Throughout the past decade, we have witnessed the rise of many economies, but China’s has grown at an astronomical rate, competing with dominating Western powers such as the US. There are certain parallels to be drawn between the first Cold War and the present, such as the beliefs against communism and how they have been translated from the opinions about Soviets to opinions about China. Technology has become a crucial element to this new Cold War Era that we have entered, with the consistent cyberattacks against both nations and governments spearheaded by politicians with ideologies that severely mutate the definitions of democracy and human rights. With tensions high between the US and China, it’s hard not to confront the harsh reality that, given the right motivation, this digital war could force a physical attack against a landscape of political hostility, human rights movements and next generation activists.

Where do the Tech Giants stand?

The Tech Giants are in the thick of this Cold War – most recently with Donald Trump declaring that TikTok’s Chinese parent company ByteDance must give up US operations to an American tech company or risk having TikTok banned in the US.

Enter Microsoft, who have taken charge of the negotiations to acquire the US operations of TikTok, which has set a huge precedent for future American-Chinese relations and how national security will be affected by the likes of apps and services. Just recently, Google has been in talks to pledge more than 4 billion dollars towards an Indian billionaire’s technology venture, causing cataclysmic reactions across the industry. Many Americans have scolded Google and CEO, Sundar Pichai, for thinking of investing in India’s economy during a pandemic where the American economy has taken a huge plunge. However, others have recognised it as a clever business strategy whereby Google, with the likes of Facebook, can rival its competitor, Microsoft, who has invested in Reliance – one of India’s largest companies – and take the lead in an economy that is growing at a rate similar to China’s.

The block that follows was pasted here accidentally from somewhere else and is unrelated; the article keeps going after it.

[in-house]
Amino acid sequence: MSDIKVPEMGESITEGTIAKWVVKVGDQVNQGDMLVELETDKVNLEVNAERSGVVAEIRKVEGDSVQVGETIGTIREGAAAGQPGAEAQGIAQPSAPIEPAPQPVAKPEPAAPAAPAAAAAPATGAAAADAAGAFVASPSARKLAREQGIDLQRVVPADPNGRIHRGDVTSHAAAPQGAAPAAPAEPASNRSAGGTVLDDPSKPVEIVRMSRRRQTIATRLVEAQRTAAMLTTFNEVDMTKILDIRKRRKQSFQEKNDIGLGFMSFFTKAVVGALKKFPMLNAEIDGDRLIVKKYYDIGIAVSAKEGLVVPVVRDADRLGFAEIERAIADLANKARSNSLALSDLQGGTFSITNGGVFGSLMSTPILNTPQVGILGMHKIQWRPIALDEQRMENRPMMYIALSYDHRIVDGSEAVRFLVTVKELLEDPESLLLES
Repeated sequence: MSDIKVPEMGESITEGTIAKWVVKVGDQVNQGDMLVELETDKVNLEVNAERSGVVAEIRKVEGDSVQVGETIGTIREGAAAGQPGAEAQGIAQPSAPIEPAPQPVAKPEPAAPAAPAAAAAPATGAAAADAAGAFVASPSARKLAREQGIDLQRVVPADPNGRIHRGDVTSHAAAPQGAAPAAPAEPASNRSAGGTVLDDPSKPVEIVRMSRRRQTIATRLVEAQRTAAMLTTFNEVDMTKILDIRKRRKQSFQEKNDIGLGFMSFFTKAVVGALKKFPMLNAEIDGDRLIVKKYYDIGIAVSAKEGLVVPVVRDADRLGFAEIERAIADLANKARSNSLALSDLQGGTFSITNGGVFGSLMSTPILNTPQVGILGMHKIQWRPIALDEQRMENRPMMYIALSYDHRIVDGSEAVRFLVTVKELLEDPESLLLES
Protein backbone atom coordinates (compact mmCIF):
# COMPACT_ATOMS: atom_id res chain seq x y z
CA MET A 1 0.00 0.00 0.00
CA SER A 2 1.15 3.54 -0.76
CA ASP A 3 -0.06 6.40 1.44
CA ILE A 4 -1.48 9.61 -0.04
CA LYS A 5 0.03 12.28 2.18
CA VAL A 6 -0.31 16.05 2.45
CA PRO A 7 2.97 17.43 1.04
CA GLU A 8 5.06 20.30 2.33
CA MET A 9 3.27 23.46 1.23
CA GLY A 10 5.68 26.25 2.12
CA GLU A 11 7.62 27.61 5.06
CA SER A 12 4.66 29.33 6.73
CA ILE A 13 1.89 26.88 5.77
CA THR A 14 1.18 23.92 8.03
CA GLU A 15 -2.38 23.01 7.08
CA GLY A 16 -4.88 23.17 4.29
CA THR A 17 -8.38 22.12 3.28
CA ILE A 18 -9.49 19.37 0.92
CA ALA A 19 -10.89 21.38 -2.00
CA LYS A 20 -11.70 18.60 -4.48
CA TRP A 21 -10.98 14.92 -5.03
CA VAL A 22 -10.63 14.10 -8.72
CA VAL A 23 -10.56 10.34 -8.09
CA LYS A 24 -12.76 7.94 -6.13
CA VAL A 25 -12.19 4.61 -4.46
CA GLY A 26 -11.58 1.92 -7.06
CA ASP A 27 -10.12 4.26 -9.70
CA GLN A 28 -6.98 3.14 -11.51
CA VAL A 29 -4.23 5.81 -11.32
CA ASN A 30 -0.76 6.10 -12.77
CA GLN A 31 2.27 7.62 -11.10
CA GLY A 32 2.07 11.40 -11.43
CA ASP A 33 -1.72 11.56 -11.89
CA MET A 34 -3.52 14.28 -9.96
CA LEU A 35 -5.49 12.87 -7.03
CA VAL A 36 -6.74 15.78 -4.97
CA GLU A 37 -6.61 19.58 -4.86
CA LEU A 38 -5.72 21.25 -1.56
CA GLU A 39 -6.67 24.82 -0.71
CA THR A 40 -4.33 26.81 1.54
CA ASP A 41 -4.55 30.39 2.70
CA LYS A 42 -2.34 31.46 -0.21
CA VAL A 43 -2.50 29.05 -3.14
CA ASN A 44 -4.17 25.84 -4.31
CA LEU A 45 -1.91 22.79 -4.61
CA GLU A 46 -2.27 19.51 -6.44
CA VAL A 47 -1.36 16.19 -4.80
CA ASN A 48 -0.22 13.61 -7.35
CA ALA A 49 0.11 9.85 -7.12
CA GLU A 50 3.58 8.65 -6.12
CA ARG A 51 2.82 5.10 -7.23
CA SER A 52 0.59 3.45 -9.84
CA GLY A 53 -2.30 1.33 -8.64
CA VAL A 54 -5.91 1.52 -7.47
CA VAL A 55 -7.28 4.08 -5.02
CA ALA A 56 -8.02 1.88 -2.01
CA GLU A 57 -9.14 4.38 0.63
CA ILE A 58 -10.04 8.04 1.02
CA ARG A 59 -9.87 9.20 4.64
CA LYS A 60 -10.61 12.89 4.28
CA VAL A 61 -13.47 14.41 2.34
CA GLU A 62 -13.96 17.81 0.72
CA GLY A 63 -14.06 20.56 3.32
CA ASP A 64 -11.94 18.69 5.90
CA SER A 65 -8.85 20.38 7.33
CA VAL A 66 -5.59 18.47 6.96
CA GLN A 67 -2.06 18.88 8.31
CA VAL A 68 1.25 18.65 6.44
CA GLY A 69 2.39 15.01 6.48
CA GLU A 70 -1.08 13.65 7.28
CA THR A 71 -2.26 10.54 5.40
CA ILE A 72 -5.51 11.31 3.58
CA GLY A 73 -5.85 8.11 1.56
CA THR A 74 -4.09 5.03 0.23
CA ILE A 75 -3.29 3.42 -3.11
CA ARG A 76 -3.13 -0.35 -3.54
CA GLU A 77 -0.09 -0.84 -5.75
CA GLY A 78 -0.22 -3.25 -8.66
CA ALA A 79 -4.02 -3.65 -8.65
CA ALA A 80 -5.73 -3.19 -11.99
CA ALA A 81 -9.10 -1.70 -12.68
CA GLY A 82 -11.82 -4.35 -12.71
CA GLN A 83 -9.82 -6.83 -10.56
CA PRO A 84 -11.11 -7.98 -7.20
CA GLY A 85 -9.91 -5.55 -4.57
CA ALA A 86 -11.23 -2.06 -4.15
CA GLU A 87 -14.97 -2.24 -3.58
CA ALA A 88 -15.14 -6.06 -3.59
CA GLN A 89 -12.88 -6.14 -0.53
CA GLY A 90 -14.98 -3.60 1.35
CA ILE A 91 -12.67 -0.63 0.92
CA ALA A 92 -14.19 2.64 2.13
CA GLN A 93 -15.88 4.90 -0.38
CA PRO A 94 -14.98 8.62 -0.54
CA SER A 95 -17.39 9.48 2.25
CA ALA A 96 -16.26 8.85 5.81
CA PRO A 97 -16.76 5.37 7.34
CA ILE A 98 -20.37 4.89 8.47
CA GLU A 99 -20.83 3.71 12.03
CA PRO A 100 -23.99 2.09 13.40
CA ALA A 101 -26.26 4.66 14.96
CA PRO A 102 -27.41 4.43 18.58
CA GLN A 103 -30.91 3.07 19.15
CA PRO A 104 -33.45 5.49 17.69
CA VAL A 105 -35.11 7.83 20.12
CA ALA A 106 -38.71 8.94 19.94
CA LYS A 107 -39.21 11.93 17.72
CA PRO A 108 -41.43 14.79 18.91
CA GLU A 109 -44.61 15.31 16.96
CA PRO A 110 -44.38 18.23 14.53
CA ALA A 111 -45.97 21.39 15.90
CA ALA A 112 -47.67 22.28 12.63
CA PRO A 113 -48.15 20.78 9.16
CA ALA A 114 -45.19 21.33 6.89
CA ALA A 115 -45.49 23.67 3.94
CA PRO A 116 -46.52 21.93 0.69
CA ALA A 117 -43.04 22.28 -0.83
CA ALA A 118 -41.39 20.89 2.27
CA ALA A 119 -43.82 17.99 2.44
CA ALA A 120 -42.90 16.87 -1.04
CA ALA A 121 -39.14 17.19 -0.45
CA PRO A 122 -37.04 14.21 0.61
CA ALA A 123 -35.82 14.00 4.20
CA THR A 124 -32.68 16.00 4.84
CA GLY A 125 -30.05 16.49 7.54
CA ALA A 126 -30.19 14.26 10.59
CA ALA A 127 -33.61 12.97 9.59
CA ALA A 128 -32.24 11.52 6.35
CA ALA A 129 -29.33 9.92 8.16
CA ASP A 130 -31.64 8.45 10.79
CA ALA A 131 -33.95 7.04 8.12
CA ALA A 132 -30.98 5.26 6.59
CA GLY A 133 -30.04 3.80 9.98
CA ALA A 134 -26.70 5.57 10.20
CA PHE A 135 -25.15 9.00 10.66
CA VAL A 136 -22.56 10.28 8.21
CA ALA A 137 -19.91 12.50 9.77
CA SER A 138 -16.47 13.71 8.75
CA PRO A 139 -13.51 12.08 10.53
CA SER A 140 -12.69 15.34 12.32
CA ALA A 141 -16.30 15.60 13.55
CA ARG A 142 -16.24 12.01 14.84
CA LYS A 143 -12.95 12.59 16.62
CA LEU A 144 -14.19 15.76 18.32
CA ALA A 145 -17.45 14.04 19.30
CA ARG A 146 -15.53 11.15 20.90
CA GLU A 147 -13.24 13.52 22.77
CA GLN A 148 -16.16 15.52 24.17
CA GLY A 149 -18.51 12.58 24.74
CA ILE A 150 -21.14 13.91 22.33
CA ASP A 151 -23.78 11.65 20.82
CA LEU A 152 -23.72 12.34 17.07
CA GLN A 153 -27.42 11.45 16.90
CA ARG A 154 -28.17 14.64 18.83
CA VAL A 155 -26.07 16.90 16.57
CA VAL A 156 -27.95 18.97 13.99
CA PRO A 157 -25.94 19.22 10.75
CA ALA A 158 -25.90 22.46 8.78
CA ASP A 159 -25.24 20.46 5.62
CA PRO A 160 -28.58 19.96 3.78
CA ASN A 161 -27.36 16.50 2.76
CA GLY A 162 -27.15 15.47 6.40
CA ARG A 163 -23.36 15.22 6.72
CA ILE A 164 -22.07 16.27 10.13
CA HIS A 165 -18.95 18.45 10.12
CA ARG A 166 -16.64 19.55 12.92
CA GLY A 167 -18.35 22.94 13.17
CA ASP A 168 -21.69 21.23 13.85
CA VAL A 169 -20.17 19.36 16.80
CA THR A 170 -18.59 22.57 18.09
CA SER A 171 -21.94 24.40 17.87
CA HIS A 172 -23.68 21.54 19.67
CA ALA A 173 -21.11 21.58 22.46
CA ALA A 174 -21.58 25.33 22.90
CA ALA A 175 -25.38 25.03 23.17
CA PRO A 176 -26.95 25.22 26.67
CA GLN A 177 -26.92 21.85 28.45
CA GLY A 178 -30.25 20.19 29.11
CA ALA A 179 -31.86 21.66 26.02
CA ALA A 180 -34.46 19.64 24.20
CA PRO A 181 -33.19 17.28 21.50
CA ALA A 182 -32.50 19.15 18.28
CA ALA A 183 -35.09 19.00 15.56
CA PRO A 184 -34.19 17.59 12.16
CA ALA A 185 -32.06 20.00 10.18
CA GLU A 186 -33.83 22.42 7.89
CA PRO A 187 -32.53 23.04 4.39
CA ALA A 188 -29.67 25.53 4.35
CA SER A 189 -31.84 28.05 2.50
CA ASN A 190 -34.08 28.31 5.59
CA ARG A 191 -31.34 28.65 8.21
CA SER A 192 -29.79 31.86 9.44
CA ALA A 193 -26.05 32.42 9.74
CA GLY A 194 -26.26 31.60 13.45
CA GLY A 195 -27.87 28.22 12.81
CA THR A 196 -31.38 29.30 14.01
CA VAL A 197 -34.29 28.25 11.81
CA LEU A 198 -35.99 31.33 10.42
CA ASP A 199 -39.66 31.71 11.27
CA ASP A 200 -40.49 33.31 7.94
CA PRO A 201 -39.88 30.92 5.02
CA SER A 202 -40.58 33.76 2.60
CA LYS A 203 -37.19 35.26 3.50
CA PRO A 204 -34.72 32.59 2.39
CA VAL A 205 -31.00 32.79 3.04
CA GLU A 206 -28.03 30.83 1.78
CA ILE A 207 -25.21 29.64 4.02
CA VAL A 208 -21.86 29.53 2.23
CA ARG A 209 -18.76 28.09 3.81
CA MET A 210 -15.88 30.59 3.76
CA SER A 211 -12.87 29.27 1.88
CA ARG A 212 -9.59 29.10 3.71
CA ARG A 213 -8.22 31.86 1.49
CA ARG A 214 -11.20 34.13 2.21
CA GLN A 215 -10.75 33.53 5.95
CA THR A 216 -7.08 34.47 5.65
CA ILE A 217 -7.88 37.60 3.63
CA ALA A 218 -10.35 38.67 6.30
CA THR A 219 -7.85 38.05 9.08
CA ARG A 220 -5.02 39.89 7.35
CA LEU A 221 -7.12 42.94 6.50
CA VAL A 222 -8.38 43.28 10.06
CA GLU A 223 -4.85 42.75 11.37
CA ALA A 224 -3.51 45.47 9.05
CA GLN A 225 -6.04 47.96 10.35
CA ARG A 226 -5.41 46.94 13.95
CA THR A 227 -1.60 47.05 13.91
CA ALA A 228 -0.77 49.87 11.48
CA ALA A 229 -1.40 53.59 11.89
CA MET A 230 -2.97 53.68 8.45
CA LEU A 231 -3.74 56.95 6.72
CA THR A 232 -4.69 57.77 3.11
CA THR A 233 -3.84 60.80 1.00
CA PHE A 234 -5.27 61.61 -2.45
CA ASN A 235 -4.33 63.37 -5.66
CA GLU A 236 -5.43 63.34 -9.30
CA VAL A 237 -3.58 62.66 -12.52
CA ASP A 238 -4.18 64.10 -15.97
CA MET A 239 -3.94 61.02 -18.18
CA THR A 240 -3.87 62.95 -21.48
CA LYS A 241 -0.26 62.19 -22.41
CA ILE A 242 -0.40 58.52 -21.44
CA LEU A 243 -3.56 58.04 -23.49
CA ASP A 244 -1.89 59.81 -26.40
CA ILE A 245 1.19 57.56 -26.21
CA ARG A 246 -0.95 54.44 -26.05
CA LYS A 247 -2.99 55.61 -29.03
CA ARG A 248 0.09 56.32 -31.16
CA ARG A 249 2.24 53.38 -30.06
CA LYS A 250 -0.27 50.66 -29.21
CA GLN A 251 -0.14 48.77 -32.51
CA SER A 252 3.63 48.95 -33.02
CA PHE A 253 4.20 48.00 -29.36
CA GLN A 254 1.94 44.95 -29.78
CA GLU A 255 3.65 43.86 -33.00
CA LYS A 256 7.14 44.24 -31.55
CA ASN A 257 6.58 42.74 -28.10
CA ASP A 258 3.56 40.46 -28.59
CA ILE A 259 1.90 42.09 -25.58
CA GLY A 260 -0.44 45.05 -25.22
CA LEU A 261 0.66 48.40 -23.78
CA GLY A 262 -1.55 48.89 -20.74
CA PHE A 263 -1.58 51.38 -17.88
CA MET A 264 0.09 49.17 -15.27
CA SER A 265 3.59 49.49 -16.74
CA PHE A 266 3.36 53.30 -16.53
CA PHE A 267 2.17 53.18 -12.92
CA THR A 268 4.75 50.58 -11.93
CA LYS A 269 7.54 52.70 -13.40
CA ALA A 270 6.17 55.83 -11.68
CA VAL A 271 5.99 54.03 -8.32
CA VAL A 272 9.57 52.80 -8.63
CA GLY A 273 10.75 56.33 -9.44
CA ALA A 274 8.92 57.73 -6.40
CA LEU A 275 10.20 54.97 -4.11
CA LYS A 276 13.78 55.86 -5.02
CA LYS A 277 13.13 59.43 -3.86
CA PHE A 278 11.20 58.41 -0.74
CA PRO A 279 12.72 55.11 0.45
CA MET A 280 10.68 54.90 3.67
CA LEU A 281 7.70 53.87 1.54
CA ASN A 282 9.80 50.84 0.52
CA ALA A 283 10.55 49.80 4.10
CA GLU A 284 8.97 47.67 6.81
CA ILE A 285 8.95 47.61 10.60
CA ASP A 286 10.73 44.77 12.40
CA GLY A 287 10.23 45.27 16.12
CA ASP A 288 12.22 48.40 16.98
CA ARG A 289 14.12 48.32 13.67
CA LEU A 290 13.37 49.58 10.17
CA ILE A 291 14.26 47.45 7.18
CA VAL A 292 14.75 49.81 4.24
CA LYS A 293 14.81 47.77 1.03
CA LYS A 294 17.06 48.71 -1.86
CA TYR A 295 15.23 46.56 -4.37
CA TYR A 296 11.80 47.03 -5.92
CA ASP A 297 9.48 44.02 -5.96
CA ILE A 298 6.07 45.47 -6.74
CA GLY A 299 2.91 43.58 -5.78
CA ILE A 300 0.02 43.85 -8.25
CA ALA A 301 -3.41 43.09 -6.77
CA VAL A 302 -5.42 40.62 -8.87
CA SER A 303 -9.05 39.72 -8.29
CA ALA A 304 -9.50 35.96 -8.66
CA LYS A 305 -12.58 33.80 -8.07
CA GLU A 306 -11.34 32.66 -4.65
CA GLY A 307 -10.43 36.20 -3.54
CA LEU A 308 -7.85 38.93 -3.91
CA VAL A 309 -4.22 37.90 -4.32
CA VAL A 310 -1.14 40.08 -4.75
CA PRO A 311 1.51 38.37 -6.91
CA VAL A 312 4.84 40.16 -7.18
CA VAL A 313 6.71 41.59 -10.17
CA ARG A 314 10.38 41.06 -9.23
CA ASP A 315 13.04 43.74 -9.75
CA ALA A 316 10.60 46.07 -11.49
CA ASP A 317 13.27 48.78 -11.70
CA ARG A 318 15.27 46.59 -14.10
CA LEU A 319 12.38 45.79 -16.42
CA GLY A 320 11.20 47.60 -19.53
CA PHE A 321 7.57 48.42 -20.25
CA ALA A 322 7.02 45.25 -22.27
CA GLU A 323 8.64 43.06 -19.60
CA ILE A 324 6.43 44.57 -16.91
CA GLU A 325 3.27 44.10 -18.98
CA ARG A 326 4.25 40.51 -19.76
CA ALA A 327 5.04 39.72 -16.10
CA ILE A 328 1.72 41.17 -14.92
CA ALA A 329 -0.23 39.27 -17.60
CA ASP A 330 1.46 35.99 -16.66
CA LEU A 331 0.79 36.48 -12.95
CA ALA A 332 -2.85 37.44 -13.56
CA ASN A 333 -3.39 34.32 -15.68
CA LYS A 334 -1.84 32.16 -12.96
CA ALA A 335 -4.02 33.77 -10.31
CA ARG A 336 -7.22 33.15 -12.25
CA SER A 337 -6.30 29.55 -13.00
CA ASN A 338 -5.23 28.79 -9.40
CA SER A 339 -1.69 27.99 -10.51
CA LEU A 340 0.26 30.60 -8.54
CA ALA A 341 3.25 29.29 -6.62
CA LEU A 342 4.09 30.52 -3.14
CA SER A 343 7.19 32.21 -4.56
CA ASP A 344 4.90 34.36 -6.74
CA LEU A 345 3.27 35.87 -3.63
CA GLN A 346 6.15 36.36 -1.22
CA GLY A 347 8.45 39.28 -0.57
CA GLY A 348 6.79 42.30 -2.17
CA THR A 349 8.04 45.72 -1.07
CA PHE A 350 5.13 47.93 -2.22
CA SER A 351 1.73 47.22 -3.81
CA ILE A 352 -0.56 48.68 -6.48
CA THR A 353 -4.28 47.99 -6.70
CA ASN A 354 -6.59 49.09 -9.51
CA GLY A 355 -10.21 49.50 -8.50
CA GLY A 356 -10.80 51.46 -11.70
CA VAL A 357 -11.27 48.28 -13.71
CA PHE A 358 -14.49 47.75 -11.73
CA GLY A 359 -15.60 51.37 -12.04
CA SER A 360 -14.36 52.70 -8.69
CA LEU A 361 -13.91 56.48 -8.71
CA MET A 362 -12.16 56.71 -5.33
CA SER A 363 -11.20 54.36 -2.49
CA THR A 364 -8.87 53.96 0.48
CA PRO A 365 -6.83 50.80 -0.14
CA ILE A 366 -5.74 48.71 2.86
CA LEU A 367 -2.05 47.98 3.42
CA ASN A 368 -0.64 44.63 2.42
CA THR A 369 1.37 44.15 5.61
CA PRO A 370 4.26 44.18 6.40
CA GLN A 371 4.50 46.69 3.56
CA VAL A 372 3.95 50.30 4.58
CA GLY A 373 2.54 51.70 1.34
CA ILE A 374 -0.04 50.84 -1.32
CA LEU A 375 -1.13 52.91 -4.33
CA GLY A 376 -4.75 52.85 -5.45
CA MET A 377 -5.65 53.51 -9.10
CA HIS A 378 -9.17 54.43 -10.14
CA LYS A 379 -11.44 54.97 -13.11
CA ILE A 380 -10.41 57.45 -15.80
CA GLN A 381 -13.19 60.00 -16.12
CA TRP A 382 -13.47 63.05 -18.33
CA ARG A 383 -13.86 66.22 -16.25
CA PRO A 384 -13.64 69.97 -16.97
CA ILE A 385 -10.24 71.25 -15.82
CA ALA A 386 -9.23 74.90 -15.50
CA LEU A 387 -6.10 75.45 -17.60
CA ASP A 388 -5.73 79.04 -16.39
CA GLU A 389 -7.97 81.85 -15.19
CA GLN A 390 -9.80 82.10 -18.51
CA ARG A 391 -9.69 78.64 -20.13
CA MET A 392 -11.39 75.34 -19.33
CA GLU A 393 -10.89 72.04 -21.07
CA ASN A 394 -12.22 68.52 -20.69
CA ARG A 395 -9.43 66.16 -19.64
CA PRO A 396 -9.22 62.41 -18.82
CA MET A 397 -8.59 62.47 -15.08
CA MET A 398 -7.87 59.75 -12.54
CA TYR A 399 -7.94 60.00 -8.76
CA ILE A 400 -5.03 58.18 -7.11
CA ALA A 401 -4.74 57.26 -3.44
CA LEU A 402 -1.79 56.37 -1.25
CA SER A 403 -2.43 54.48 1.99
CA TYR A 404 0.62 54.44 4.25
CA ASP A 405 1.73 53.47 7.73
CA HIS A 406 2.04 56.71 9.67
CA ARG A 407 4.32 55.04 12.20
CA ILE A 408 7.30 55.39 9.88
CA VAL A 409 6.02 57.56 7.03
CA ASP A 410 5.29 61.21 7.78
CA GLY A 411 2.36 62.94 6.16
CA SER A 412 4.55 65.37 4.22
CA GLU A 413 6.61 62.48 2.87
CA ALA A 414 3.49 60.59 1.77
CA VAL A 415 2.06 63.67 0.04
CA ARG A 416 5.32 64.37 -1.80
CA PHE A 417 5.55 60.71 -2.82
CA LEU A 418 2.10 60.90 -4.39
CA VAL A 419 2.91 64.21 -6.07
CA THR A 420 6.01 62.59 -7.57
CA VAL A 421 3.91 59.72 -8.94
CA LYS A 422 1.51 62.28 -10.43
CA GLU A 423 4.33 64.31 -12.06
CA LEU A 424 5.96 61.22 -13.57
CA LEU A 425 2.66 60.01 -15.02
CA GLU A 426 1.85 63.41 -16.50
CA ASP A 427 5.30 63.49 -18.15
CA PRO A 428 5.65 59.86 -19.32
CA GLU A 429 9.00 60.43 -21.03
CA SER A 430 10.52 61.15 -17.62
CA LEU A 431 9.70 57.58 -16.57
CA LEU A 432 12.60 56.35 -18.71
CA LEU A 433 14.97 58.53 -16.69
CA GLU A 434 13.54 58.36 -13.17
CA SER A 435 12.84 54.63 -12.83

How does this affect personal technology users?

Throughout this pandemic, security for devices has become of the utmost importance, especially since remote working has become the new normal and will probably stay that way for quite some time. Screen time has hugely increased due to the need for communication outside of the regular lockdown induced social bubble. Unfortunately, personal technology users have not been exempted and have been at the forefront of this new Tech Cold War; from posting daily information about activist movements and human rights issues, to engaging in public outcry when Donald Trump grossly abused his power by imposing a ban upon TikTok. Social media has become so ingrained in this post COVID-19 society that it’s become necessary to be educated on issues that are affecting the world as well as looking at entertaining posts and videos. Investing in security has become vital, with many personal tech users realising that just having the firewall turned on is not enough against the legion of hackers out in the digital world. Overall, this pandemic has changed a lot of mindsets and introduced us to a whole new world full of users, who must realise that their personal lives are not immune from the impulsive decisions made by politicians and governments competing for power. Ultimately, in this war with no borders, there might actually end up being no winners.